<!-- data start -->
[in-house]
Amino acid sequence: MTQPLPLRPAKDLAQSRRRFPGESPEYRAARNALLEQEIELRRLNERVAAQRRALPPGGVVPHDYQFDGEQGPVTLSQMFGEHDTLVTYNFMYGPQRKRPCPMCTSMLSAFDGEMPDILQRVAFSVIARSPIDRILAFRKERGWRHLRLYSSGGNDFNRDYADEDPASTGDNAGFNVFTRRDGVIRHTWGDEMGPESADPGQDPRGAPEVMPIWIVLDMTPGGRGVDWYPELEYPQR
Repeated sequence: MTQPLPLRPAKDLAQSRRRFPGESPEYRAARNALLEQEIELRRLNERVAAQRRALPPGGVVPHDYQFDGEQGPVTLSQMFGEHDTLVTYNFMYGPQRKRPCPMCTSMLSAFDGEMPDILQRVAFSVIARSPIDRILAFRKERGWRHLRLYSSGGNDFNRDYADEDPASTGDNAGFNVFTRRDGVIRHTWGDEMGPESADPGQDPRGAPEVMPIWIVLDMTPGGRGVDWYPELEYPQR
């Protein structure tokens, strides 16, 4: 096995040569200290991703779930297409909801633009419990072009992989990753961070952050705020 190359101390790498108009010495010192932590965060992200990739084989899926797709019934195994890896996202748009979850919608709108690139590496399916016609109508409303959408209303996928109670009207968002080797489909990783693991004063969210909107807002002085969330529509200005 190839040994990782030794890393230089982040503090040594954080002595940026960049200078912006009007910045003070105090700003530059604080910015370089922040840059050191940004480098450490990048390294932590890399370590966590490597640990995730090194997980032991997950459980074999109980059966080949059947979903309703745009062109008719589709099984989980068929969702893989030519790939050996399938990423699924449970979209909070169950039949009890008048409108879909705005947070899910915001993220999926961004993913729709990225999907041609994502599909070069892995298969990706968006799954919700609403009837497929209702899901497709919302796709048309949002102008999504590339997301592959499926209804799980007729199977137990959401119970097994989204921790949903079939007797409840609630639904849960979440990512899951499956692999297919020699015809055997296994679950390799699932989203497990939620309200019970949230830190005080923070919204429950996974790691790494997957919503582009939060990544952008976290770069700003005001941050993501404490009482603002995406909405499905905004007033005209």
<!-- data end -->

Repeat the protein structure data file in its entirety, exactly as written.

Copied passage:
[in-house]
Amino acid sequence: MTQPLPLRPAKDLAQSRRRFPGESPEYRAARNALLEQEIELRRLNERVAAQRRALPPGGVVPHDYQFDGEQGPVTLSQMFGEHDTLVTYNFMYGPQRKRPCPMCTSMLSAFDGEMPDILQRVAFSVIARSPIDRILAFRKERGWRHLRLYSSGGNDFNRDYADEDPASTGDNAGFNVFTRRDGVIRHTWGDEMGPESADPGQDPRGAPEVMPIWIVLDMTPGGRGVDWYPELEYPQR
Repeated sequence: MTQPLPLRPAKDLAQSRRRFPGESPEYRAARNALLEQEIELRRLNERVAAQRRALPPGGVVPHDYQFDGEQGPVTLSQMFGEHDTLVTYNFMYGPQRKRPCPMCTSMLSAFDGEMPDILQRVAFSVIARSPIDRILAFRKERGWRHLRLYSSGGNDFNRDYADEDPASTGDNAGFNVFTRRDGVIRHTWGDEMGPESADPGQDPRGAPEVMPIWIVLDMTPGGRGVDWYPELEYPQR
């Protein structure tokens, strides 16, 4: 096995040569200290991703779930297409909801633009419990072009992989990753961070952050705020 190359101390790498108009010495010192932590965060992200990739084989899926797709019934195994890896996202748009979850919608709108690139590496399916016609109508409303959408209303996928109670009207968002080797489909990783693991004063969210909107807002002085969330529509200005 190839040994990782030794890393230089982040503090040594954080002595940026960049200078912006009007910045003070105090700003530059604080910015370089922040840059050191940004480098450490990048390294932590890399370590966590490597640990995730090194997980032991997950459980074999109980059966080949059947979903309703745009062109008719589709099984989980068929969702893989030519790939050996399938990423699924449970979209909070169950039949009890008048409108879909705005947070899910915001993220999926961004993913729709990225999907041609994502599909070069892995298969990706968006799954919700609403009837497929209702899901497709919302796709048309949002102008999504590339997301592959499926209804799980007729199977137990959401119970097994989204921790949903079939007797409840609630639904849960979440990512899951499956692999297919020699015809055997296994679950390799699932989203497990939620309200019970949230830190005080923070919204429950996974790691790494997957919503582009939060990544952008976290770069700003005001941050993501404490009482603002995406909405499905905004007033005209």